Yugoslavia ("Land of the South Slavs") describes three separate political entities that existed on the Balkan Peninsula in Europe during most of the 20th century.
The Kingdom of Yugoslavia (December 1, 1918-April 17, 1941), also known as the First Yugoslavia, was a monarchy formed as the "Kingdom of Serbs, Croats and Slovenes" after World War I and re-named on January 6, 1929 by Alexander I of Yugoslavia. It was invaded on April 6, 1941 by the Axis powers and capitulated eleven days later.
The Second Yugoslavia (c.1943-), a socialist successor state to the Kingdom of Yugoslavia, existed under various names, including the "Democratic Federation of Yugoslavia (DFY)" (1943), the "Federal People's Republic of Yugoslavia (FPRY)" (1946), and the "Socialist Federal Republic of Yugoslavia (SFRY)" (1963). It disintegrated following the Yugoslav Wars, which led to the secession of most of the constituent elements of the SFRY.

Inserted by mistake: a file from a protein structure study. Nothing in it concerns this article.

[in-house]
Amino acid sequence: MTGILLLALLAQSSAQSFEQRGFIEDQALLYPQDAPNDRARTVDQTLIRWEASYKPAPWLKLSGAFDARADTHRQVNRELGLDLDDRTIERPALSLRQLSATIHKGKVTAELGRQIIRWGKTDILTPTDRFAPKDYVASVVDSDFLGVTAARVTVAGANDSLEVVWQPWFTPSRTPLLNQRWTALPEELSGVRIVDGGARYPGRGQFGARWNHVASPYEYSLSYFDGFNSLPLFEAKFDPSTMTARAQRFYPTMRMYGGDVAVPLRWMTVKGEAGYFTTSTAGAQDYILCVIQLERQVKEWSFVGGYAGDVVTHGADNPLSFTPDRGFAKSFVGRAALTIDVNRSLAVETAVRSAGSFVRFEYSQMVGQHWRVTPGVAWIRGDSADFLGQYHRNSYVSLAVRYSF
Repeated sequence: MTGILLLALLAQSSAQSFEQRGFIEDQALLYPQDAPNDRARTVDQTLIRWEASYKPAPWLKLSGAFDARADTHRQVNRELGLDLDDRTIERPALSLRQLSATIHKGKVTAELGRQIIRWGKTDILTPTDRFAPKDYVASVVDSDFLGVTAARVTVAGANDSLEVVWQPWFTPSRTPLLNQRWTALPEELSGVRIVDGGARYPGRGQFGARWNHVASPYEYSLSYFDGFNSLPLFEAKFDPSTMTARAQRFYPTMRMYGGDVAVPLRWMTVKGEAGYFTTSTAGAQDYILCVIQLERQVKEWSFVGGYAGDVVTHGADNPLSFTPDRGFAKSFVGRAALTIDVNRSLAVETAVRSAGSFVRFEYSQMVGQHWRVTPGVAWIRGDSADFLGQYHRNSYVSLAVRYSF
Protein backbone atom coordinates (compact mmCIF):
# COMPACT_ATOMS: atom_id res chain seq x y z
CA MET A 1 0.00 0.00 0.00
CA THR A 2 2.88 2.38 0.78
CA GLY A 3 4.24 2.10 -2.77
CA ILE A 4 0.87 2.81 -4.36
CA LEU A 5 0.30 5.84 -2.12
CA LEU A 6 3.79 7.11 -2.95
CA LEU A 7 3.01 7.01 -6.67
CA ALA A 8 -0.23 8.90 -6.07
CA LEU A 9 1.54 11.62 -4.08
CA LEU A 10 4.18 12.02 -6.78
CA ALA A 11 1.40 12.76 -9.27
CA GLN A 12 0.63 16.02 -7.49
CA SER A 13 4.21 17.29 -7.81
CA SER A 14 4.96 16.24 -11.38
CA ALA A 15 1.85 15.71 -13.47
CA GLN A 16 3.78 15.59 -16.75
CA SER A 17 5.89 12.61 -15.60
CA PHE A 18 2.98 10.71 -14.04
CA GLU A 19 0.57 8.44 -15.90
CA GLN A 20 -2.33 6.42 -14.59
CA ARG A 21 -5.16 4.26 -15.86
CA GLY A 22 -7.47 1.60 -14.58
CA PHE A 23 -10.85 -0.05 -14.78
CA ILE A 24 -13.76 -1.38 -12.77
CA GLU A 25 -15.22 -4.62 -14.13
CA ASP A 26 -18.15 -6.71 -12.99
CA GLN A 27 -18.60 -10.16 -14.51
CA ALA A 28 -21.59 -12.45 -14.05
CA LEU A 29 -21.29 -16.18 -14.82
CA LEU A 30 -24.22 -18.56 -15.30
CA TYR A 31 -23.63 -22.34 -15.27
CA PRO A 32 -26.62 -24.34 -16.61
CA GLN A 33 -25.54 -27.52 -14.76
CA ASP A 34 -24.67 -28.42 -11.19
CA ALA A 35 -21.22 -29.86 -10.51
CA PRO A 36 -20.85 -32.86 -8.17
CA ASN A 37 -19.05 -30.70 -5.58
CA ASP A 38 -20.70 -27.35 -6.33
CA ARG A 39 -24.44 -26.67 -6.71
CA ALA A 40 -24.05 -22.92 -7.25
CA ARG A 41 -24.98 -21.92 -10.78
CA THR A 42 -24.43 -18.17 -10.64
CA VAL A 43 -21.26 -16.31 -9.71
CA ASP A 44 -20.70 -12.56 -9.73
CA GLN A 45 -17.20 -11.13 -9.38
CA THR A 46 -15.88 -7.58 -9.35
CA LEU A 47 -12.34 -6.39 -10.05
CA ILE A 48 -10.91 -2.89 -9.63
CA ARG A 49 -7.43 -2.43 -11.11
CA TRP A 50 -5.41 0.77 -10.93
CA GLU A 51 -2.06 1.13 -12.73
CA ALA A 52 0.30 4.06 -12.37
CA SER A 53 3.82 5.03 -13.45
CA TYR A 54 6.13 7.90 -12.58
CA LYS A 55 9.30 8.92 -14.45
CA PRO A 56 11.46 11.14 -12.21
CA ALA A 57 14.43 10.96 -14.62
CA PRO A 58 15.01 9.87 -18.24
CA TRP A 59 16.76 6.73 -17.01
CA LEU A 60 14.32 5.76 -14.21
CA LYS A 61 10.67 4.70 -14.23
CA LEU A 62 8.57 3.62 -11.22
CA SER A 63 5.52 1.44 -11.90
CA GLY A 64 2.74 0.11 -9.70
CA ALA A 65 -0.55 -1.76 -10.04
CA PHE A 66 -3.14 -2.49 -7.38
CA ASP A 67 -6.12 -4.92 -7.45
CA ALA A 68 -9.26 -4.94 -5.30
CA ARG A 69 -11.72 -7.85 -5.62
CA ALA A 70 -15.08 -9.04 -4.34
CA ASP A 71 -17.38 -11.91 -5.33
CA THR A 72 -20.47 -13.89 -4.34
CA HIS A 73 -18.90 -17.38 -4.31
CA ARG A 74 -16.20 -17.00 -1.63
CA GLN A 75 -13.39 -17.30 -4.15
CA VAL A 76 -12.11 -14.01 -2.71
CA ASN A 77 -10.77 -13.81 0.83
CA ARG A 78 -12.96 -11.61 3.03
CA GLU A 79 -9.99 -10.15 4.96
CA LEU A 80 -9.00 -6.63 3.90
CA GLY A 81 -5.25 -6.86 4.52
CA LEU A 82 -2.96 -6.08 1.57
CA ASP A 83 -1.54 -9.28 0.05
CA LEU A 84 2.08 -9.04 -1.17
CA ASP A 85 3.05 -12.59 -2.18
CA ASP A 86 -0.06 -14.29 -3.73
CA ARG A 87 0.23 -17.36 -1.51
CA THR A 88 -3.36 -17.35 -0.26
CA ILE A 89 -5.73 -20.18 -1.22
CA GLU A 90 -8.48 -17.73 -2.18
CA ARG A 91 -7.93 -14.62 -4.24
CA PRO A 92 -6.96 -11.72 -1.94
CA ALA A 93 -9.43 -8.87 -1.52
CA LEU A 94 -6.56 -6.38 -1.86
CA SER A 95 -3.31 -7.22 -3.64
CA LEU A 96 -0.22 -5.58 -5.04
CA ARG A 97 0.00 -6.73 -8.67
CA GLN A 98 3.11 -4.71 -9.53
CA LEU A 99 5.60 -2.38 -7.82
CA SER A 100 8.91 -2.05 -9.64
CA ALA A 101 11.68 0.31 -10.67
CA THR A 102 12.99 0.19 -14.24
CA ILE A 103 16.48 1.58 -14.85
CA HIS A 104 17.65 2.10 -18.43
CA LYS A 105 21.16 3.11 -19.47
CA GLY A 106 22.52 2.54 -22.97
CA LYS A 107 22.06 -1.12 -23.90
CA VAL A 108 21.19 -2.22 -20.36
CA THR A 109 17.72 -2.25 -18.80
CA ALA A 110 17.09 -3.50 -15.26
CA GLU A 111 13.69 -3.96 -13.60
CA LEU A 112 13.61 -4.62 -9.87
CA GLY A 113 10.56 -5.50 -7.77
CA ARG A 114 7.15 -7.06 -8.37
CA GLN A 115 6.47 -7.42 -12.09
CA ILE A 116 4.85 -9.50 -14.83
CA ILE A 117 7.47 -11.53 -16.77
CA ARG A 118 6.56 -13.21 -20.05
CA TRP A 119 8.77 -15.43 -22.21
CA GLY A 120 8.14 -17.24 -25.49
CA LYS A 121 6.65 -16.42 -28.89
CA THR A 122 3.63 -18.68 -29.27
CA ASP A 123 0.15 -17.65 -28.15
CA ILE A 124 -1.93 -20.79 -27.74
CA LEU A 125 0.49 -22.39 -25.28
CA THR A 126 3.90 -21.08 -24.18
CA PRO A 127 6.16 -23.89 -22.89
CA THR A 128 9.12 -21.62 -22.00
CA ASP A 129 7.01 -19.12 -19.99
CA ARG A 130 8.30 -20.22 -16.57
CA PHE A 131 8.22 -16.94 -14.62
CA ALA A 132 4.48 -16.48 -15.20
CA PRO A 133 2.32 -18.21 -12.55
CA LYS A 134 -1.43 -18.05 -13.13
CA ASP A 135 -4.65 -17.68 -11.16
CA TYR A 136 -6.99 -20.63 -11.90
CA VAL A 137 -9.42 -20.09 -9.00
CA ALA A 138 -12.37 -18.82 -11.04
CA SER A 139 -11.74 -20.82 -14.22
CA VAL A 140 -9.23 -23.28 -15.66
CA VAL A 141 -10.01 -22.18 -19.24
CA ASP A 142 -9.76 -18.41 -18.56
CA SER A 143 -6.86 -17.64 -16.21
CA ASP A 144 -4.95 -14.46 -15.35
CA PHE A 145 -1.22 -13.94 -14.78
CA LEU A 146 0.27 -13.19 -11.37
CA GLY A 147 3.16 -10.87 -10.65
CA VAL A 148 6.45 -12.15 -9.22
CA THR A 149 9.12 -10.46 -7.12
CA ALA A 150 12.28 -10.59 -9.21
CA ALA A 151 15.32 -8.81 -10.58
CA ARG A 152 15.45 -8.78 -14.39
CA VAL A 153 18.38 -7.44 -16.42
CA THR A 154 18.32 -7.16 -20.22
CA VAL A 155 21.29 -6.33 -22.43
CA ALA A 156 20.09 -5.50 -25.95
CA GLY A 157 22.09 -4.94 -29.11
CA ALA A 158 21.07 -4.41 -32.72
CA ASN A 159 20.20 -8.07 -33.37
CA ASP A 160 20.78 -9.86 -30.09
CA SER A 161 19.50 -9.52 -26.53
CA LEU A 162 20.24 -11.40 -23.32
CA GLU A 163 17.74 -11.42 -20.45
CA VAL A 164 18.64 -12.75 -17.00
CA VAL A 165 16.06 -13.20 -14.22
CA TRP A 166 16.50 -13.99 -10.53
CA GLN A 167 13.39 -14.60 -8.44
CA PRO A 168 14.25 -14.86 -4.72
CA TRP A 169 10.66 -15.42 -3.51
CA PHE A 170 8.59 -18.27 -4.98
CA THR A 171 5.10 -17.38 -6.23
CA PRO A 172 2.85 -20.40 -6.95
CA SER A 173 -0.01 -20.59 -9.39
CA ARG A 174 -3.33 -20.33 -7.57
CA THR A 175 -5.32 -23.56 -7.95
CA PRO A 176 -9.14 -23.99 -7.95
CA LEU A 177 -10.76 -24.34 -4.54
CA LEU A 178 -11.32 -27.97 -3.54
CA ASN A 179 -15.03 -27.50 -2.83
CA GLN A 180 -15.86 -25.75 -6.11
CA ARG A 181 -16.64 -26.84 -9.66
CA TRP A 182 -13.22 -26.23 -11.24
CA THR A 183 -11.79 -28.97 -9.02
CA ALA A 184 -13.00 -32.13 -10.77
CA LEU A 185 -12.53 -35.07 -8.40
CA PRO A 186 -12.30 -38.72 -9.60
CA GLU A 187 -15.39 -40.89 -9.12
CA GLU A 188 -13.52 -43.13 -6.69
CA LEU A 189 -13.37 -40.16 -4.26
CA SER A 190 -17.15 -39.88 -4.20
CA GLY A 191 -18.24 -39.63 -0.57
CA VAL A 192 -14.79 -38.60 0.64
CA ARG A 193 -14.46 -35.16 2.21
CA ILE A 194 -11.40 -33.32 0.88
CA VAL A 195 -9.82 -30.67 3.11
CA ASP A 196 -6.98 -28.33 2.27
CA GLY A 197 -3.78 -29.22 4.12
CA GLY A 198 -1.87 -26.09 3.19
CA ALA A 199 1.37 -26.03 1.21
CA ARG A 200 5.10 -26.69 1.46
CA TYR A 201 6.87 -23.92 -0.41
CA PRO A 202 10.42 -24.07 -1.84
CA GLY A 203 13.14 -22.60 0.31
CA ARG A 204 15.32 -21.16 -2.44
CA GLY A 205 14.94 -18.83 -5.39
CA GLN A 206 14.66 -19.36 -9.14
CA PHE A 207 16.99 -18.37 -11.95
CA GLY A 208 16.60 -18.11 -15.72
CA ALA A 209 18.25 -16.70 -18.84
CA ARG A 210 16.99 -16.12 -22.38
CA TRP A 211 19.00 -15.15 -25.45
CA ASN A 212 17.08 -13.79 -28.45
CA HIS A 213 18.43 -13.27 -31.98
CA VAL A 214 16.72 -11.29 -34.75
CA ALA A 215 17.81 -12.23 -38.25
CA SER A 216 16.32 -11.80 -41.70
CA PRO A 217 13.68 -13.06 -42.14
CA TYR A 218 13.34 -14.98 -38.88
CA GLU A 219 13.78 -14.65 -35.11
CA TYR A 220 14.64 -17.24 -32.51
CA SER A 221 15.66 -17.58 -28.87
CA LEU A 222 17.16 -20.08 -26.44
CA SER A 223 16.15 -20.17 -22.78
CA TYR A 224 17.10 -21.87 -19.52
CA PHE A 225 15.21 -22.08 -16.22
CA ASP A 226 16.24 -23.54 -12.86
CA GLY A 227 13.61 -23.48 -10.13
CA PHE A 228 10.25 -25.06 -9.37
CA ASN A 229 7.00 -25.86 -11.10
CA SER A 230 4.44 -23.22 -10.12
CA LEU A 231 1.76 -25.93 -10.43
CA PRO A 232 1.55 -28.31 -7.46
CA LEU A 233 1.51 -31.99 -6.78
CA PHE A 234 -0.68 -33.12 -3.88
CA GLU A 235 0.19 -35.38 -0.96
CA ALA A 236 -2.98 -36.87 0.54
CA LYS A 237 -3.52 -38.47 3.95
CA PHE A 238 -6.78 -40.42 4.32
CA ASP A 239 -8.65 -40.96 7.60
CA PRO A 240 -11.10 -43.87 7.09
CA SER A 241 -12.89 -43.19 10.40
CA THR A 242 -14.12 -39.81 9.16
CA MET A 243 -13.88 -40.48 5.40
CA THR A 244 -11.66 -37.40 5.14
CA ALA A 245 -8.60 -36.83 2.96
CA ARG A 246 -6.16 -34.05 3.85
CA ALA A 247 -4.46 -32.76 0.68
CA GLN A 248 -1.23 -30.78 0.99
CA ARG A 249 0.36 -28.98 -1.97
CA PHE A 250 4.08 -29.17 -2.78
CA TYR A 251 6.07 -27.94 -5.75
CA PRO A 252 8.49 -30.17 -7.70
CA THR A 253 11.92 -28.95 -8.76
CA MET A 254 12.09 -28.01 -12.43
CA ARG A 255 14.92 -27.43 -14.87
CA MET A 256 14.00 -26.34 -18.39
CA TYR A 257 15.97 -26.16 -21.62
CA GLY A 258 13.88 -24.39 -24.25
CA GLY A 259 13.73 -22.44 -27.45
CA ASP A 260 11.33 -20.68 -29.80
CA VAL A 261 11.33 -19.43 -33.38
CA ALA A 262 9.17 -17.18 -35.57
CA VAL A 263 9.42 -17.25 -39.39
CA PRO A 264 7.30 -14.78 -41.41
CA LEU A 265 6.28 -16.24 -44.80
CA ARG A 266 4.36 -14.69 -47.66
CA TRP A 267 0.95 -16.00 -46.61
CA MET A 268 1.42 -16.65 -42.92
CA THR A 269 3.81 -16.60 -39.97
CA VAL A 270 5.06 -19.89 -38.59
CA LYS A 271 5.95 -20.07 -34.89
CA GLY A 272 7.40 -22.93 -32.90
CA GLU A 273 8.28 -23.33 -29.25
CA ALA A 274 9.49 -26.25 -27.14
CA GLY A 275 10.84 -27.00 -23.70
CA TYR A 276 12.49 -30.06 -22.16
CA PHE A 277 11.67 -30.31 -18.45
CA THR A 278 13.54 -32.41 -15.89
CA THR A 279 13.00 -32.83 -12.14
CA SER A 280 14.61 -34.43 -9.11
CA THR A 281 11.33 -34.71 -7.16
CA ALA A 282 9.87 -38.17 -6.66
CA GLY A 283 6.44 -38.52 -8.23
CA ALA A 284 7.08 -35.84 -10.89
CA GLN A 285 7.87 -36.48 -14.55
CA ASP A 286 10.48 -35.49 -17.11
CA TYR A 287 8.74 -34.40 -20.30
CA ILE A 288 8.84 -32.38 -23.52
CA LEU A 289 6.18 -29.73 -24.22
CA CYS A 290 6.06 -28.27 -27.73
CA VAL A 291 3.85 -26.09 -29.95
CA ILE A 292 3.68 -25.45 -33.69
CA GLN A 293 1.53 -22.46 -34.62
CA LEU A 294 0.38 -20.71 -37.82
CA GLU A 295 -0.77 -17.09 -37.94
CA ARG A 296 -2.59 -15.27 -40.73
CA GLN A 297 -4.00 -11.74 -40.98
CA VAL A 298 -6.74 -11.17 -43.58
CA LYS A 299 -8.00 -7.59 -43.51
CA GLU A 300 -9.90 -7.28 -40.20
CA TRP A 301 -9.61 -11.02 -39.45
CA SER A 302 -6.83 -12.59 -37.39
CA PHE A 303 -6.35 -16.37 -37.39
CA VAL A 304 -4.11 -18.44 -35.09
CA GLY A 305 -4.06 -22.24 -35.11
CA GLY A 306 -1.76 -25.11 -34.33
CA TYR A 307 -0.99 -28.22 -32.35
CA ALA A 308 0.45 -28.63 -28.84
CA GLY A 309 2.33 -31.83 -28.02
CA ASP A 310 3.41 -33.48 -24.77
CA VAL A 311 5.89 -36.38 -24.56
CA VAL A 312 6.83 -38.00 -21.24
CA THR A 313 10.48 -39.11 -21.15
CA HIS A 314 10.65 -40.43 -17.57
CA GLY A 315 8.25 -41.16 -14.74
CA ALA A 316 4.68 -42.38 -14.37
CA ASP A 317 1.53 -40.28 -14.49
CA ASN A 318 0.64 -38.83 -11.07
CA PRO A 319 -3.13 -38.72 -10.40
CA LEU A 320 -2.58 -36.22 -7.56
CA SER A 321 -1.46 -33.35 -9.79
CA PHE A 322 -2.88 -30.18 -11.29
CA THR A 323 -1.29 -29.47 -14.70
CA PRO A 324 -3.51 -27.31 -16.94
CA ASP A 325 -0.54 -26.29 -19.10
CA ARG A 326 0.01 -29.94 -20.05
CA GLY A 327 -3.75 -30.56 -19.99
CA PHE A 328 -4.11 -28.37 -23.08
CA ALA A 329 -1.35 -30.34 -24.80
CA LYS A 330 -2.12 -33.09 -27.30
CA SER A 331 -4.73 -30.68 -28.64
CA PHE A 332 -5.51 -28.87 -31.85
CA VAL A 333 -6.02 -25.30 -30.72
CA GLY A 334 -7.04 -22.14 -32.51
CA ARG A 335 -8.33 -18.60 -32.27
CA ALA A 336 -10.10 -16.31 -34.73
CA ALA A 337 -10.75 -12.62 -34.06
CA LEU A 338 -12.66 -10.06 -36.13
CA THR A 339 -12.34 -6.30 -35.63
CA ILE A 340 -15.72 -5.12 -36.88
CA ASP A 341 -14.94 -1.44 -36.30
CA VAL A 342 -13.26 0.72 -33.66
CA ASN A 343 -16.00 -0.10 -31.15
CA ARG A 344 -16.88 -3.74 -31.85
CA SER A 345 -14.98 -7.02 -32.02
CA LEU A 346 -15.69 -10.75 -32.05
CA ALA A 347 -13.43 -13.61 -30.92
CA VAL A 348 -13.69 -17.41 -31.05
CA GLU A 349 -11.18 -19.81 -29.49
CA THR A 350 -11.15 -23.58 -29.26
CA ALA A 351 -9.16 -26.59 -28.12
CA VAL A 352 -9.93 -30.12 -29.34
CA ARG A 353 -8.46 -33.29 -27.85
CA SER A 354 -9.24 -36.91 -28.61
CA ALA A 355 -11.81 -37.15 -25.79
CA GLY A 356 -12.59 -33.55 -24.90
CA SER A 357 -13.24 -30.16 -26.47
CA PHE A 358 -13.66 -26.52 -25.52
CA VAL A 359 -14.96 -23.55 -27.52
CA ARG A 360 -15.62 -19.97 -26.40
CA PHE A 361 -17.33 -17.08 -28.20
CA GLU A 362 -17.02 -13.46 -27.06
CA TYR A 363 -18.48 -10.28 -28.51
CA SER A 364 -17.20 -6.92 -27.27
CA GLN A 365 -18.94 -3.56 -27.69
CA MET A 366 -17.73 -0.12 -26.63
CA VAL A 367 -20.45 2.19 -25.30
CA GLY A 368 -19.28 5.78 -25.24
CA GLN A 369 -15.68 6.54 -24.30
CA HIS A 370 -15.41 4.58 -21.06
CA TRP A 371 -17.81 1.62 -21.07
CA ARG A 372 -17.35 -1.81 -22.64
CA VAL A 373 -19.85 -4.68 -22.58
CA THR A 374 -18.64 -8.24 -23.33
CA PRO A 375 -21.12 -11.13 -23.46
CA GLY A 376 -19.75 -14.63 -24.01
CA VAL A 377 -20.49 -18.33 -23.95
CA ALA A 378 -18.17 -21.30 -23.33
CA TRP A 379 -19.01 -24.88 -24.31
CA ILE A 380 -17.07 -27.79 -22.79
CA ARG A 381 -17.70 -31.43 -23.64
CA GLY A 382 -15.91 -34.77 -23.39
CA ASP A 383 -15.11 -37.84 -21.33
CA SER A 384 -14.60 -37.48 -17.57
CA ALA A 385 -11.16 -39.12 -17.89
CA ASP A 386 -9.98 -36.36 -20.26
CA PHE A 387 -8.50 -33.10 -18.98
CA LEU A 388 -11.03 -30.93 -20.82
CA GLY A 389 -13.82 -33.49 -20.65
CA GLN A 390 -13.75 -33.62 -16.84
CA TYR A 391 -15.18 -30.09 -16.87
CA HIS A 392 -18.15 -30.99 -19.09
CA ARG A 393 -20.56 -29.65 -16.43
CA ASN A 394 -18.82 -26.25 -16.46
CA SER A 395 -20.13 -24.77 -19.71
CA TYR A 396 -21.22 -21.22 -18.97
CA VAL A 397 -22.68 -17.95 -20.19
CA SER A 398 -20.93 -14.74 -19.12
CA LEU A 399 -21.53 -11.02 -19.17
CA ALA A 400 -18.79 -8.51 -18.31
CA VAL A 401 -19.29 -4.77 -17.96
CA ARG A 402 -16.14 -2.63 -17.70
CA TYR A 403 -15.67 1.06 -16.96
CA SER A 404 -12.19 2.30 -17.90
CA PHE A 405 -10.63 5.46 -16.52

The Federal Republic of Yugoslavia (FRY) (1992) was a federation on the territory of the two remaining republics of Serbia (including the autonomous provinces of Vojvodina and Kosovo and Metohija) and Montenegro. On February 4, 2003, the state transformed into a loose commonwealth called Serbia and Montenegro and officially abolished the name "Yugoslavia." On June 3 and June 5, 2006, Montenegro and Serbia respectively declared their independence, thereby ending the last remnants of the former Yugoslav federation.